9 Hiking Tips For Seniors

Rilor Staff
Update: October 9, 2021
Table of Contents

Most older adults are all about living their remaining years to the fullest. Proof of this is the fact that many of them are searching for essential hiking tips for seniors. But why?

You see, hiking is a fun, physically stimulating adventure. Hence, it's no surprise that a lot of people are into it. It is a popular activity throughout the United States, with millions of people exploring various trails and thru-hike routes. 

However, one common misconception that I want to dispel here is the idea that hiking is only for the young and vigorous. The thing is, hiking doesn't have to involve dangerous terrains and challenging weather conditions. A short trail that has gradual ascents can already be considered a hike. Hence, this activity should also be suitable for seniors and older adults. 

Here, I will discuss some of the benefits of hiking for seniors and what they should do to ensure that this outdoor trip is safe and worthwhile. 

Benefits Of Hiking For Seniors

Hiking is a form of exercise. Therefore, it is not surprising that it yields numerous benefits to the mind and body of aging adults. Here are some of the specific perks that seniors can get by just becoming casual hikers.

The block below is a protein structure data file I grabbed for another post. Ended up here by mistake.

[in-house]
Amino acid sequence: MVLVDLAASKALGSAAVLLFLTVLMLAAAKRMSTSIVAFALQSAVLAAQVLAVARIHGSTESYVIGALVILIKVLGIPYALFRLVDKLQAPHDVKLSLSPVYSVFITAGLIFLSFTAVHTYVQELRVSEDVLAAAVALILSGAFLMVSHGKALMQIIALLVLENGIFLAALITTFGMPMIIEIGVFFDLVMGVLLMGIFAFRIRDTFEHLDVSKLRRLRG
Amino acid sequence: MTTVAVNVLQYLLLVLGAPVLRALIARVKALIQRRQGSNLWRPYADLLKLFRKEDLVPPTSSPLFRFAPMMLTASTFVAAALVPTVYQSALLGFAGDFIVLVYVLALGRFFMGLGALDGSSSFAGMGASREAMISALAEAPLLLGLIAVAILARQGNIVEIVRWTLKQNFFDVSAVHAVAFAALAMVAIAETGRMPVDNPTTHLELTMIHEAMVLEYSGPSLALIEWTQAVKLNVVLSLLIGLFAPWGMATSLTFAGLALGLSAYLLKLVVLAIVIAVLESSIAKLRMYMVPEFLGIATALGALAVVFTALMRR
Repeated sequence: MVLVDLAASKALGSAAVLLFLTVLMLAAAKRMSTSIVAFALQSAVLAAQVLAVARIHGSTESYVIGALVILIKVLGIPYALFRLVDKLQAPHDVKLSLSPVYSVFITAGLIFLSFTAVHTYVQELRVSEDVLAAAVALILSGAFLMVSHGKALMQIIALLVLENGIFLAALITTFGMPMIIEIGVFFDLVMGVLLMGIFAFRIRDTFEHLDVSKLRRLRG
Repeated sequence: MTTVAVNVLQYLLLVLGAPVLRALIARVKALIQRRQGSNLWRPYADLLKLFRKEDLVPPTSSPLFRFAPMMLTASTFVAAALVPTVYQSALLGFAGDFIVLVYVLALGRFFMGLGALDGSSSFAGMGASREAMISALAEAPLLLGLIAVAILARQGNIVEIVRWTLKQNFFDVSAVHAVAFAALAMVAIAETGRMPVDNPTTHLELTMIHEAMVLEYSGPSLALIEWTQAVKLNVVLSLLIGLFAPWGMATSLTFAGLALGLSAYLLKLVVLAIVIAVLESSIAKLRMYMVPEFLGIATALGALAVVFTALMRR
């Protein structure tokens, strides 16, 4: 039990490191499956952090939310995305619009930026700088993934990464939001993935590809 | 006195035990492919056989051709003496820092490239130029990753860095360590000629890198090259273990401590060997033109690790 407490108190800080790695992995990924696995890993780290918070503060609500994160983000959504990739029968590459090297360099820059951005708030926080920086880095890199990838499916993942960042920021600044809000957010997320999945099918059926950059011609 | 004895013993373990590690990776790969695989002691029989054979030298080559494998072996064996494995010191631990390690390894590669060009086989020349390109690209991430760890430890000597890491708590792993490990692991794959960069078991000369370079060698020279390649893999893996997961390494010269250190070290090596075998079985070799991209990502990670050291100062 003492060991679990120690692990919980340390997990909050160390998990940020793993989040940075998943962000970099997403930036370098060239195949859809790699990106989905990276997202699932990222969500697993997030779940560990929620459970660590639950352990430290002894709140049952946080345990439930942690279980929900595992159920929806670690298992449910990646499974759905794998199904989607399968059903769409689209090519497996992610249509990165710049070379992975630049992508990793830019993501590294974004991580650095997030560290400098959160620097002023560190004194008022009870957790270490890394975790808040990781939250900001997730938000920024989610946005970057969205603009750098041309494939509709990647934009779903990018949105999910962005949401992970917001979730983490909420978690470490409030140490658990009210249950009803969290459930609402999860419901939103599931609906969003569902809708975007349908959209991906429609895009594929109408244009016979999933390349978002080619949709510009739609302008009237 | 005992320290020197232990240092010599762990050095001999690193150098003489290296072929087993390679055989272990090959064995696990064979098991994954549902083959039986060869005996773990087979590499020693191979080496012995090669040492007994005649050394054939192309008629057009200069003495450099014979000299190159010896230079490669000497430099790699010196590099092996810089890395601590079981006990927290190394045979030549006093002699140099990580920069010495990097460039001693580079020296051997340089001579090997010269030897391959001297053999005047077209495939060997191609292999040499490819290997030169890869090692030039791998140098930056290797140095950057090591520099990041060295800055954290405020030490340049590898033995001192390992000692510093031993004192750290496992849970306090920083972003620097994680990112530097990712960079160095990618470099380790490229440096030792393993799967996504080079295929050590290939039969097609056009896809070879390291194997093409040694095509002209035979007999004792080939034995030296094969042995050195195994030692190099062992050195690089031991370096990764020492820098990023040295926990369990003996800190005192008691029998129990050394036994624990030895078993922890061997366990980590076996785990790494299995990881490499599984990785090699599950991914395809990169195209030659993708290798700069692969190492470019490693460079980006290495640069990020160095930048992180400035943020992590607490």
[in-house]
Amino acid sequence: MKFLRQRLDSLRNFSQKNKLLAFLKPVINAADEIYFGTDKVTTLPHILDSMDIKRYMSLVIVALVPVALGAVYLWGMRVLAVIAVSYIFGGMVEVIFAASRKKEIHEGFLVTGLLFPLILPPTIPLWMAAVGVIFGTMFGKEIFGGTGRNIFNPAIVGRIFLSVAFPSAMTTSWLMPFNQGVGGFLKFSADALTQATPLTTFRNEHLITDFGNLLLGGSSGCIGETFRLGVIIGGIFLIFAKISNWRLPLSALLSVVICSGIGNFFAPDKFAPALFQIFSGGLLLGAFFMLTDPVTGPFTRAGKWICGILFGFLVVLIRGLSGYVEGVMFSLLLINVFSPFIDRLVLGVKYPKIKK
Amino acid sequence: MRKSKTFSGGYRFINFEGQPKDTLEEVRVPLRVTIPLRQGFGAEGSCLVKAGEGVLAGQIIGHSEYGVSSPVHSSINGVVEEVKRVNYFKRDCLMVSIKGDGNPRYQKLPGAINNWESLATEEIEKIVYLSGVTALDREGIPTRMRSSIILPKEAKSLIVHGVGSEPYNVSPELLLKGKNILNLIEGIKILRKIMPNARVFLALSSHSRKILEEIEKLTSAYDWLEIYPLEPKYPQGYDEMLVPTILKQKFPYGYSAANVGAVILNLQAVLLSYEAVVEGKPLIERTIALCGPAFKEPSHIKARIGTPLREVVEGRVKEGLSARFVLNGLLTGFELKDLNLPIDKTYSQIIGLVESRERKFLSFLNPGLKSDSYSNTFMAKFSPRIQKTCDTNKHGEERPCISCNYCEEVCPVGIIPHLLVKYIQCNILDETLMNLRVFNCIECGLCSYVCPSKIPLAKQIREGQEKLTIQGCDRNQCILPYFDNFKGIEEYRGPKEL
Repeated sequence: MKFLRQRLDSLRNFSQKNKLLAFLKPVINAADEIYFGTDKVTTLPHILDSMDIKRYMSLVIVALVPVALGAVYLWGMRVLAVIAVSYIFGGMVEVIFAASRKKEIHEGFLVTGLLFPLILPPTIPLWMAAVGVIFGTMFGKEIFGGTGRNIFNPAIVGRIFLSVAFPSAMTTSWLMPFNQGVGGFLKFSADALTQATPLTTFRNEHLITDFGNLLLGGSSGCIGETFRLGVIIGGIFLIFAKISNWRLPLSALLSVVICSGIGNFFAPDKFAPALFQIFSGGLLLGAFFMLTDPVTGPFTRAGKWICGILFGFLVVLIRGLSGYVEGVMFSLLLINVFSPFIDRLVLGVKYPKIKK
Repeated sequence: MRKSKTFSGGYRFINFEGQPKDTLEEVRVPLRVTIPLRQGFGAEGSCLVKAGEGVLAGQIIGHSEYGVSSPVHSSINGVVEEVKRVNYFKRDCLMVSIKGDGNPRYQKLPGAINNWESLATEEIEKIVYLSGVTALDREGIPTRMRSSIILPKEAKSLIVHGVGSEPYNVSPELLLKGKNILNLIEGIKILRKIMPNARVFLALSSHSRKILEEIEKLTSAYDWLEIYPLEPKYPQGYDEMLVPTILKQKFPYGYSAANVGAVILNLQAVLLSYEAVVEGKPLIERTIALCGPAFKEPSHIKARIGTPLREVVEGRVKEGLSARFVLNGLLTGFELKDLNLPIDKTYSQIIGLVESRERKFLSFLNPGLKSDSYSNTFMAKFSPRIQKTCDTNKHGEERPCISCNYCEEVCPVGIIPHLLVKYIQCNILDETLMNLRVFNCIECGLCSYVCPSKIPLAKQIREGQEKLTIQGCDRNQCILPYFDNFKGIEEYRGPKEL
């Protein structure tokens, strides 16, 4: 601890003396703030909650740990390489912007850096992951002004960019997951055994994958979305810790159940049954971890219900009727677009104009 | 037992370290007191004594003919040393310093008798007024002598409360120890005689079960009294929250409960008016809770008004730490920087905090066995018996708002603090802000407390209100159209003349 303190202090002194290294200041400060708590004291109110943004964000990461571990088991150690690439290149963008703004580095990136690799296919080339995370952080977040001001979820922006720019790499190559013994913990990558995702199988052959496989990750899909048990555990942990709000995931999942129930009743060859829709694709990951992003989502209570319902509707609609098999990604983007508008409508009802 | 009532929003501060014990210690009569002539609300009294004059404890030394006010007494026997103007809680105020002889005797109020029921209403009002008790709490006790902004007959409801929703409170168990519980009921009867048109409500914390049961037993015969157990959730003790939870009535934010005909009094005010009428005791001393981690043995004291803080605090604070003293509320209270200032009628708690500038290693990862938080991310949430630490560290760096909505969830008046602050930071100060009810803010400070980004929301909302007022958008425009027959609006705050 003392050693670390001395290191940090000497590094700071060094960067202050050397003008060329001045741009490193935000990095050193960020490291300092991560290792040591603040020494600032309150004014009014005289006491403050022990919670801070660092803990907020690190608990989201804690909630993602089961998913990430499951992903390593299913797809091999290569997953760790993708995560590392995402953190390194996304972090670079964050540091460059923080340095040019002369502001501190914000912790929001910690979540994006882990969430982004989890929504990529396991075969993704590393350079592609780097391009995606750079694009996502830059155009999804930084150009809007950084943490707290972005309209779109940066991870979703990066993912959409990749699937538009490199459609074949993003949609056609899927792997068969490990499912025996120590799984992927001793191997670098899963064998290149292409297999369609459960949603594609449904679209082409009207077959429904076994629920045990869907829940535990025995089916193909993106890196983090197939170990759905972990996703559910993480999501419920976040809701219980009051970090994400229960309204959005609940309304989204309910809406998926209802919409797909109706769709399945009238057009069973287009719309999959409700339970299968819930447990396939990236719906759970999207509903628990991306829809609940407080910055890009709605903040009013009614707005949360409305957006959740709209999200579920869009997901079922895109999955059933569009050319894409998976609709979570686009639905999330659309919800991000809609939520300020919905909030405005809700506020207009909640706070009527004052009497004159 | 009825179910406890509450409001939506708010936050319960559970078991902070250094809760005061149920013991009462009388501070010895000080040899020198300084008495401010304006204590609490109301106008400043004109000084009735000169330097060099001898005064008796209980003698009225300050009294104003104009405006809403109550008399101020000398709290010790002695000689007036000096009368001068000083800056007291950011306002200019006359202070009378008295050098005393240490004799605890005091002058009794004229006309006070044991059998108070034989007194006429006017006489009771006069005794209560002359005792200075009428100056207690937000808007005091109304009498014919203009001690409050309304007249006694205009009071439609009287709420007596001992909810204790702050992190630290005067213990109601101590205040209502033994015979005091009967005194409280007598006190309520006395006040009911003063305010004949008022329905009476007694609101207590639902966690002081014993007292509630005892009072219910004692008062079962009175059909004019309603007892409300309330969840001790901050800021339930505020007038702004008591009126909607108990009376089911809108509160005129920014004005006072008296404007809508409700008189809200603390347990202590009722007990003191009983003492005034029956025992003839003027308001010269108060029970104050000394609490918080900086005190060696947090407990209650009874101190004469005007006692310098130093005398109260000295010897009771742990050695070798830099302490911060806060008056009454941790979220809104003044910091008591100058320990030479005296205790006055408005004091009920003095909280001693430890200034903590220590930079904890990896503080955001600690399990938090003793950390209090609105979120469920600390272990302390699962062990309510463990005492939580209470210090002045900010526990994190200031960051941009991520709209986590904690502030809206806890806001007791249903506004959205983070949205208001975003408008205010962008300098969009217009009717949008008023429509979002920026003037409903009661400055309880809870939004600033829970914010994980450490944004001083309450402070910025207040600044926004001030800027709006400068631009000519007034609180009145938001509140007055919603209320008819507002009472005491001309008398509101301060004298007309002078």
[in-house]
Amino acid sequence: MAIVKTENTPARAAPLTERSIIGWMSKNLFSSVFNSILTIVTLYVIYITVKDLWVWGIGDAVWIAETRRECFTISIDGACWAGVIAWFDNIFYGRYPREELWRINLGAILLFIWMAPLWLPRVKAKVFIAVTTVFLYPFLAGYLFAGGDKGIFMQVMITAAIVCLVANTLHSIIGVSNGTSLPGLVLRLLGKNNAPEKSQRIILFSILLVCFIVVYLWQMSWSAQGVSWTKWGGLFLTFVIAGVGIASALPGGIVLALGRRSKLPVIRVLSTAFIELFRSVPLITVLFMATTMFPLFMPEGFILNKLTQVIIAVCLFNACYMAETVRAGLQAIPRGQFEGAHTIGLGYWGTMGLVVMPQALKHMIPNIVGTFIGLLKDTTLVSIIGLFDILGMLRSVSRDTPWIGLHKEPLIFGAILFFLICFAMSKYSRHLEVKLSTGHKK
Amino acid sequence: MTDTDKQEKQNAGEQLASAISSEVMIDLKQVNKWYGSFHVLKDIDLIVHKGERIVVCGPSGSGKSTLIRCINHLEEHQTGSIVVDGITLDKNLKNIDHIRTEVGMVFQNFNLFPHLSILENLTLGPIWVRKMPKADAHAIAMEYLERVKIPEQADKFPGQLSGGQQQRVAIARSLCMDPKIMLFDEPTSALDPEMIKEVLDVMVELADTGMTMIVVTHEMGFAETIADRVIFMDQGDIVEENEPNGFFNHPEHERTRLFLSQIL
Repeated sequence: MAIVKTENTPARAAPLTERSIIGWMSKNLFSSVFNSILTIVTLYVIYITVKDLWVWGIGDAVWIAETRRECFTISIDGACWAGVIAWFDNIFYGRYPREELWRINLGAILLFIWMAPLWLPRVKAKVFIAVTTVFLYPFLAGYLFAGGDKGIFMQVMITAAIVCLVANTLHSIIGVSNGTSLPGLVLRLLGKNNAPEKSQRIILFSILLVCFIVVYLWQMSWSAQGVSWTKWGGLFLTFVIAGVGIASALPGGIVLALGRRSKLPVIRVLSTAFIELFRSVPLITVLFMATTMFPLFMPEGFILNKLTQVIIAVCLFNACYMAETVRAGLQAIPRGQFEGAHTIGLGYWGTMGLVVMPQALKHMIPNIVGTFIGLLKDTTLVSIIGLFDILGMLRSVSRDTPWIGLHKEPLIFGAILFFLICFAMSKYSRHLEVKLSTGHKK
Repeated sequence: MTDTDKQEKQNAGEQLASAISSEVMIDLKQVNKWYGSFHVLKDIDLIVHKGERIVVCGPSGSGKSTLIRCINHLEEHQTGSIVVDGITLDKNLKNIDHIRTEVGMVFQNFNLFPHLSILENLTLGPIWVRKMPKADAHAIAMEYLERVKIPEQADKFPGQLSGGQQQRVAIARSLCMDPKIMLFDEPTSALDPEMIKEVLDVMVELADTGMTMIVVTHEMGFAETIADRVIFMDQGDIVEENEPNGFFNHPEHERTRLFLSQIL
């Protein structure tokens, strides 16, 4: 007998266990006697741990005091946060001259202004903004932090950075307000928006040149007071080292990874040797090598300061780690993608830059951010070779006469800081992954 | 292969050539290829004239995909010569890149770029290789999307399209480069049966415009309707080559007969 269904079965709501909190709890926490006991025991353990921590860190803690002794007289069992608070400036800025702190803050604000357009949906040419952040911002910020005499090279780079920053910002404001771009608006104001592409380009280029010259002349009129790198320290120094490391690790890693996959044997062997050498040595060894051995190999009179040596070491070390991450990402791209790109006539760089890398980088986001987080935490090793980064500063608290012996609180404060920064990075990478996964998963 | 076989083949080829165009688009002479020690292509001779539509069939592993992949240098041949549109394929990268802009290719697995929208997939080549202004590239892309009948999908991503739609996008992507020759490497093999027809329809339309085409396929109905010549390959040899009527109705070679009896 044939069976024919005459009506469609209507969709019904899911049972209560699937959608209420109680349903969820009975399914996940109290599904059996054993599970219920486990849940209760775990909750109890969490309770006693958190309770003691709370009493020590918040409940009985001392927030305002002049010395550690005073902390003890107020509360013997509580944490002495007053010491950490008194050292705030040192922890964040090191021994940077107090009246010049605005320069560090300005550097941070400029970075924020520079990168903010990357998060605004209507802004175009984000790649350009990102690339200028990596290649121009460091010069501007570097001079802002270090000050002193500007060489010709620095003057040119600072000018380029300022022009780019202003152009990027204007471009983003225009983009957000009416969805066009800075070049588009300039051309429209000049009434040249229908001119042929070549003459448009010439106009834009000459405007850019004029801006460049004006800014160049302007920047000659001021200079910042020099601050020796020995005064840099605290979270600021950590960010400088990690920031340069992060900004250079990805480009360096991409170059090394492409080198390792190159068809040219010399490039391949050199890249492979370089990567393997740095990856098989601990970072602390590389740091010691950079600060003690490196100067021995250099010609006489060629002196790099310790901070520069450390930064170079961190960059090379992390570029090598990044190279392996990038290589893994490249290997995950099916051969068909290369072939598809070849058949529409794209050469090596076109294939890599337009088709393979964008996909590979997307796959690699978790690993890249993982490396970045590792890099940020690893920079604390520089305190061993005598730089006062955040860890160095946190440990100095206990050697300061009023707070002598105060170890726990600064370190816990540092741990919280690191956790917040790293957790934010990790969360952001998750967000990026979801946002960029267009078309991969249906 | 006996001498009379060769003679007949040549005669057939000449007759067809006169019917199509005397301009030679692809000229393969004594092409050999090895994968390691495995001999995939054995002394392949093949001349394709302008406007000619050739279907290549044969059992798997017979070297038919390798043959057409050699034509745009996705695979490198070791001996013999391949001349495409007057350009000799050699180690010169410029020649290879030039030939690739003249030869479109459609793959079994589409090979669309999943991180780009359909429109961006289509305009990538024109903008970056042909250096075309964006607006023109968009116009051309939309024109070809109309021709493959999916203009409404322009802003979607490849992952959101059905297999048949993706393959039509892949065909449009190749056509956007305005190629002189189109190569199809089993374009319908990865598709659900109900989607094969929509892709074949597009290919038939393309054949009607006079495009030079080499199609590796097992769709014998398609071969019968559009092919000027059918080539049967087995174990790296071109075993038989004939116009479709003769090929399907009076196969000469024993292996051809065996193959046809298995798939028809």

• Enhanced cardiovascular health - This is because hiking involves walking on uneven terrain, which requires your heart rate to increase to maintain balance. As such, you will burn more calories than if you were sitting at home doing nothing. In addition, you'll need to use muscles other than those used when seated or lying down. Thus, hiking helps improve blood circulation and oxygenation levels in the brain. 
  • Improved bone density - When you're out there hiking, you're constantly moving around. That means that you're using different muscle groups from time to time. And since these areas don't receive enough stimulation while being stationary, bones become weak. However, regular hikes help strengthen bones and prevent osteoporosis. 
  • Increased mental clarity - You may think that hiking isn't really an intellectual pursuit. Well, it actually improves cognitive skills like memory retention and problem-solving abilities. These attributes make hiking great for senior citizens who often suffer from dementia or Alzheimer's disease. 
  • Improved muscle strength - Since hiking is a physical activity, it builds up stamina and endurance. So, even though you might feel tired after completing a long trek, you won't experience any fatigue afterward. Moreover, hiking strengthens leg muscles and increases flexibility. 
  • Reduced risk of falls - If you've ever been hiking before, then you know how much effort it takes to keep yourself balanced. Because of this, you tend to walk slower and take shorter steps. But what happens if you suddenly lose your footing? Then you could fall over backward and injure yourself badly. Fortunately, hiking reduces the chances of falling due to its slow pace and steady inclines. 
  • Increased social interaction - While hiking, you meet new friends along the way. Some of them may share similar interests as yours. Others may simply enjoy spending their free time outdoors. Either way, you'll find plenty of opportunities to interact socially. 

Hiking Tips For Seniors

Consult Your Doctor